Back near the beginning of the COVID-19 pandemic, we suggested a new challenge to keep folks busy while waiting out the worst at home. The idea was a variation on our popular “Archive Challenge,” in which you base a work of art on an item in our archive. This post suggests ideas for archive challenges that might appeal to active-duty service members and veterans, and sets up a future post about Veterans History Project collections.
We’re starting a new season of Homegrown Plus with a concert and oral history from the Riley Family Band featuring Steve Riley. Steve is a widely acclaimed master of the Cajun accordion, and also sings and plays fiddle and guitar with his acclaimed band Steve Riley and the Mamou Playboys. Steve has two very talented sons: Burke, who was 10 when the concert was recorded, and Dolsy, who was 7. In this concert father and sons perform together in their own backyard, billing themselves as The Riley Family Band. In the oral history interview, I asked Steve about his whole musical history. Find both videos right here on the blog!
As I’ve mentioned before, we’ve been working with No Depression, The Journal of Roots Music, which is published by the nonprofit Freshgrass Foundation. They’re publishing a column called Roots in the Archive, featuring content from the American Folklife Center and Folklife Today. Find the series at this link, over at their website! The latest Roots in […]
The following is a guest blog post by National Court Reporters Foundation Chair, Early Langley nee Zimpfer. Most individuals arbitrarily assume that I was named “Early” as I was a premature surprise for my parents. The reality is that I came after. I was named after my uncle, Pvt. First Class Earl K. Zimpfer, a […]
The following is a guest blog post by Sarah Dachos, a Navy veteran, farmer and beekeeper, who works in ecological food waste diversion and environmental justice. She is one of the participants on the Veterans History Project’s (VHP) virtual discussion panel, “Veteran Grown: Urban Farming.” I joined the Navy in 1989 for many of the […]
The following is a guest blog post by Margo Hale, Southeast Regional Director of the National Center for Appropriate Technology (NCAT), and moderator of the Veterans History Project’s (VHP) virtual discussion panel, “Veteran Grown: Urban Farming.” My maternal grandfather left the timber stands of South Arkansas to serve in World War I. When he returned, […]
The American Folklife Center at the Library of Congress is happy to open applications for paid summer internships for 2021! In summer 2018, we launched a paid internship opportunity as part of a program established through a generous gift from our late colleague and longtime AFC staff member, Peter Bartis (1949 – 2017). These positions introduce […]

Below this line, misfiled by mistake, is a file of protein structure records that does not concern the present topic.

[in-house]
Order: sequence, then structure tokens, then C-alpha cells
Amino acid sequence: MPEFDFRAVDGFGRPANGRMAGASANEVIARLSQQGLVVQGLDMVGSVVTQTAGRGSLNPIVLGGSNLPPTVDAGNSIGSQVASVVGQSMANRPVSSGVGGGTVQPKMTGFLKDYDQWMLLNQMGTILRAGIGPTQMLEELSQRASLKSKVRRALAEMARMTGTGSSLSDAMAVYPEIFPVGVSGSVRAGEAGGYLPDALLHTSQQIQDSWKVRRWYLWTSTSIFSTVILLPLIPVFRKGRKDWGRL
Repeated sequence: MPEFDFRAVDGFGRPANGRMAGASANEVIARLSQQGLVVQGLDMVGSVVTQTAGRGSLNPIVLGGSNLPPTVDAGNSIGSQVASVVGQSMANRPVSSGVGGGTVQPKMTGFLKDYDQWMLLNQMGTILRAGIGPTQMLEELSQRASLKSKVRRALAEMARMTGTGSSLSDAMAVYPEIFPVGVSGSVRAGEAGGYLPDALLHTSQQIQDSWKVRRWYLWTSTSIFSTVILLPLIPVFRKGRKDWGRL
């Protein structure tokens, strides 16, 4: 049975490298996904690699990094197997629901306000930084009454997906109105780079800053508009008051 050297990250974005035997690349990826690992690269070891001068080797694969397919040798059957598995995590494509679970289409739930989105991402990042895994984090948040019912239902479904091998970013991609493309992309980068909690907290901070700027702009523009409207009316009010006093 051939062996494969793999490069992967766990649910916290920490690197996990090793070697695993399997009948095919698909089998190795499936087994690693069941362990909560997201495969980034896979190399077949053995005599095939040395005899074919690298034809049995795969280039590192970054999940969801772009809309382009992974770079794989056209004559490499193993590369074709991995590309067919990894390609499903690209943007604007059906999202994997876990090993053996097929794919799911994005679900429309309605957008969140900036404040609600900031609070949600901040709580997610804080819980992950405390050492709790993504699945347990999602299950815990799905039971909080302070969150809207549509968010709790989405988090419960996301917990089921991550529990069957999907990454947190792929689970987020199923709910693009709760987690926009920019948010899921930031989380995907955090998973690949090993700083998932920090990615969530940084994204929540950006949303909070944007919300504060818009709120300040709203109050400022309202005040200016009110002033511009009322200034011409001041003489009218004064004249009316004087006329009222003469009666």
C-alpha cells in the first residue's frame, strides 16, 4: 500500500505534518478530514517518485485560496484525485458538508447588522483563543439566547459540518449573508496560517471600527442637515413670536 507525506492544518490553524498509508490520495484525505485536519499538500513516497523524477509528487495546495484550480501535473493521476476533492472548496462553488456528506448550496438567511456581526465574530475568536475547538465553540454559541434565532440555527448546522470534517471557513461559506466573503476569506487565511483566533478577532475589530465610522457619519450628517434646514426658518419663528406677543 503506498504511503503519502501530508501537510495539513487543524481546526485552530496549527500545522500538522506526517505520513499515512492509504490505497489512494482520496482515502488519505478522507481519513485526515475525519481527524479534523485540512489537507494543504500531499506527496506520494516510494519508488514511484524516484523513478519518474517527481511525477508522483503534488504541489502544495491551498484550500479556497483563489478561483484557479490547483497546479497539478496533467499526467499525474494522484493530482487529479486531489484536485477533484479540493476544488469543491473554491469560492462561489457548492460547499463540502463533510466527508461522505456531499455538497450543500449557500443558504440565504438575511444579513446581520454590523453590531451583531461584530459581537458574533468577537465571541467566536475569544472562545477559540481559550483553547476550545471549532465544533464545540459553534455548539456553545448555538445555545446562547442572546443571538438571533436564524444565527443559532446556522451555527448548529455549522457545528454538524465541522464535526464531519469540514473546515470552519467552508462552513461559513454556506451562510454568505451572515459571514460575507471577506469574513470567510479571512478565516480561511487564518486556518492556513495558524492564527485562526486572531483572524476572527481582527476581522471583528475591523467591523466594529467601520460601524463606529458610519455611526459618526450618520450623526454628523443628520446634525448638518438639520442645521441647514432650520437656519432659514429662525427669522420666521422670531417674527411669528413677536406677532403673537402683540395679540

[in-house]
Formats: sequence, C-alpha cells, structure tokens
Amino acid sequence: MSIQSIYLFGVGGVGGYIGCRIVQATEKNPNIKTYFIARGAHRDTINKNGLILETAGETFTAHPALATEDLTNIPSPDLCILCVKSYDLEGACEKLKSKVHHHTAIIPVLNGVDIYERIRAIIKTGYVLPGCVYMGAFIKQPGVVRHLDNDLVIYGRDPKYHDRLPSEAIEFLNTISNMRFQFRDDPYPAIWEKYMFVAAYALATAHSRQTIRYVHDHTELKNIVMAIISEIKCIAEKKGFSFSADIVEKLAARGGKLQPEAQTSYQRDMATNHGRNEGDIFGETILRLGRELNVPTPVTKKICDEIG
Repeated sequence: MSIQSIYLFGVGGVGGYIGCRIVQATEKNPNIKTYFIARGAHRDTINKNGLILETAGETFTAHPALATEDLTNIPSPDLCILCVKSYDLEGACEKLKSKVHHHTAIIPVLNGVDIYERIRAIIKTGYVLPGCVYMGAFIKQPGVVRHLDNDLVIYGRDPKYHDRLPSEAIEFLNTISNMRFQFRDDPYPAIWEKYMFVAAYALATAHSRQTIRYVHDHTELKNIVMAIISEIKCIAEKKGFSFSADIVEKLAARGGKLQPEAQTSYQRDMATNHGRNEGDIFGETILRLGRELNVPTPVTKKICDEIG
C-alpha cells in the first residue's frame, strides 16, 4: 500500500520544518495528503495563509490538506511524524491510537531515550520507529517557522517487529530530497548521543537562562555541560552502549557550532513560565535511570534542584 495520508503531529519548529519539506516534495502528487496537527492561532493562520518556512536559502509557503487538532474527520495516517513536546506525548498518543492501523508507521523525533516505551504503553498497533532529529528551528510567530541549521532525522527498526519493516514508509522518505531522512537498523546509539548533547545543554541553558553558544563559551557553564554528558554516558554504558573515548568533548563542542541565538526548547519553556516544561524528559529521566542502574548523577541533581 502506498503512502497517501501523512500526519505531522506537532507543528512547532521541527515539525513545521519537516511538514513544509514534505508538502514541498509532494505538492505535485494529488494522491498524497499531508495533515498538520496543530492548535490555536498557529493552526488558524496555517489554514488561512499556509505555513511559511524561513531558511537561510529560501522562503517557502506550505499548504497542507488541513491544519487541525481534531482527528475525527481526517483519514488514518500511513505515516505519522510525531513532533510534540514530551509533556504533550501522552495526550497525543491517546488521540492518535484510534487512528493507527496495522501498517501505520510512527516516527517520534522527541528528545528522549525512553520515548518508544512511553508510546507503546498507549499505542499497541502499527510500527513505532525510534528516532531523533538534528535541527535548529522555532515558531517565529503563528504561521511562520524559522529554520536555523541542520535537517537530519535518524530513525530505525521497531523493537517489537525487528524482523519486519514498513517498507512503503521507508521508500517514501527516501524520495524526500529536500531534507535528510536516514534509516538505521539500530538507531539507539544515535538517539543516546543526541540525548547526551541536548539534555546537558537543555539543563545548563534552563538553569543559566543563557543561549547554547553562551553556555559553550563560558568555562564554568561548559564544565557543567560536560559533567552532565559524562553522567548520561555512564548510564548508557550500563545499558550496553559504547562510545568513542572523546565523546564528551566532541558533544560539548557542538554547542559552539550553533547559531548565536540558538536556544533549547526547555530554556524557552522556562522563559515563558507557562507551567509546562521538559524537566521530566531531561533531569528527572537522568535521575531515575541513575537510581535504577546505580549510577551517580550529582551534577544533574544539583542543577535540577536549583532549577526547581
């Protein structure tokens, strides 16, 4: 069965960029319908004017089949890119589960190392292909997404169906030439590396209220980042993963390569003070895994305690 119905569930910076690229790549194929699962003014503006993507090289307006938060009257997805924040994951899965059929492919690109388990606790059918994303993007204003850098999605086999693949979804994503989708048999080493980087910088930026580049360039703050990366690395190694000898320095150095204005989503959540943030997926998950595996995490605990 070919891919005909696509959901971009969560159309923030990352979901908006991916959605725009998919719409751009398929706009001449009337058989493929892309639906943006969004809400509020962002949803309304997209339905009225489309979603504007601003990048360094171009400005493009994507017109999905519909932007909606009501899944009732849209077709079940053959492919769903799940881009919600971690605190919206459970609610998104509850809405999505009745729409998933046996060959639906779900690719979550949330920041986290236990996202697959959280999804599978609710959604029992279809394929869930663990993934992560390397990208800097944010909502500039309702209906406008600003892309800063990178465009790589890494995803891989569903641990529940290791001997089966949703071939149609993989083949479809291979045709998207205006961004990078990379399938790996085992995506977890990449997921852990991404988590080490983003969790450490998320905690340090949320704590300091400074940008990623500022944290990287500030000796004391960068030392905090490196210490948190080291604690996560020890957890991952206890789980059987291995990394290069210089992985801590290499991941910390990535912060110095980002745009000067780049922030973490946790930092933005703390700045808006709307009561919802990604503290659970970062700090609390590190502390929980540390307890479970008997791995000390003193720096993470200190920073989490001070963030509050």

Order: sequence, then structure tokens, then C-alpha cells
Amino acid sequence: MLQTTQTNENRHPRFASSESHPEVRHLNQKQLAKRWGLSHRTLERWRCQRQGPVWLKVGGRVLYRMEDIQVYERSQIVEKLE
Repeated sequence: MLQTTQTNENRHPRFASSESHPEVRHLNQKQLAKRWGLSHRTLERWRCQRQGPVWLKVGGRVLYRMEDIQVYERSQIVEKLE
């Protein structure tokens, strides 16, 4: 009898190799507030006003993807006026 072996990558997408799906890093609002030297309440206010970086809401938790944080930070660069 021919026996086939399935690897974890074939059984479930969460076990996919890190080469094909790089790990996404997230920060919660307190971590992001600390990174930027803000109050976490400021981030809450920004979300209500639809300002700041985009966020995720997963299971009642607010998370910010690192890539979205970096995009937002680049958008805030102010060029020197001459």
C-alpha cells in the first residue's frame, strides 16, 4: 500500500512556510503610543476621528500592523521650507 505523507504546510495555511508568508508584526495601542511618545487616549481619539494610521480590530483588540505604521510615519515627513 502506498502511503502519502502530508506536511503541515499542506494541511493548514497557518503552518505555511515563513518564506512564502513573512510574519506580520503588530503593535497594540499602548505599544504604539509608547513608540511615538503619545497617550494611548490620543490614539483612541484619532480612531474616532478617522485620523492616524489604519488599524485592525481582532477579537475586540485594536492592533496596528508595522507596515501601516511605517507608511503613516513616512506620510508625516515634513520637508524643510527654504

Every day next week, March 15-21, at noon Eastern time, you can listen to, and sing along with, a respected musician performing a song from the American Folklife Center archive at the Library of Congress. That’s because next week, the American Folklife Center is working with the Daily Antidote of Song, a daily online concert and singalong in which diverse singers lead a single song each day at noon Eastern time. Next week, starting March 15, all the singers will be performing songs they learned from the AFC archive! AFC staff members Stephen Winick and Jennifer Cutting will be there to co-host each day’s Antidote as well. Gallery of images featuring Dom Flemons, Low Lily, Hubby Jenkins, Kumera Zekarias, Steve Winick & Jennifer Cutting, Kevin Elam, and Cathy Fink & Marcy Marxer. March 15: Jennifer Cutting & Steve Winick/ March 16: Low Lily/ March 17: Kevin Elam/ March 18: Dom Flemons/ March 19: Cathy Fink & Marcy Marxer/ March 20: Hubby Jenkins/ March 21: Kumera Zekarias
Here at the American Folklife Center, we’re busy working on the 2021 Homegrown at Home Concert Series. These concert videos, recorded at home by the artists, will be presented online every other Wednesday starting at noon (Eastern U.S. Time Zone), initially on the AFC Facebook page and then permanently on the Library of Congress YouTube […]
In this blog, Stephen Winick looks into the mysterious background of two French-language folksongs in AFC’s Maine Acadian Cultural Survey collection, “Fox Henry” or “Faux Henry,” sung by Ida Burgoin Roy, and “Chambre et chaînes” sung by Connie Morin Desrosier. He identifies other versions of each song and provides audio, transcriptions, translations, and pictures of the singers.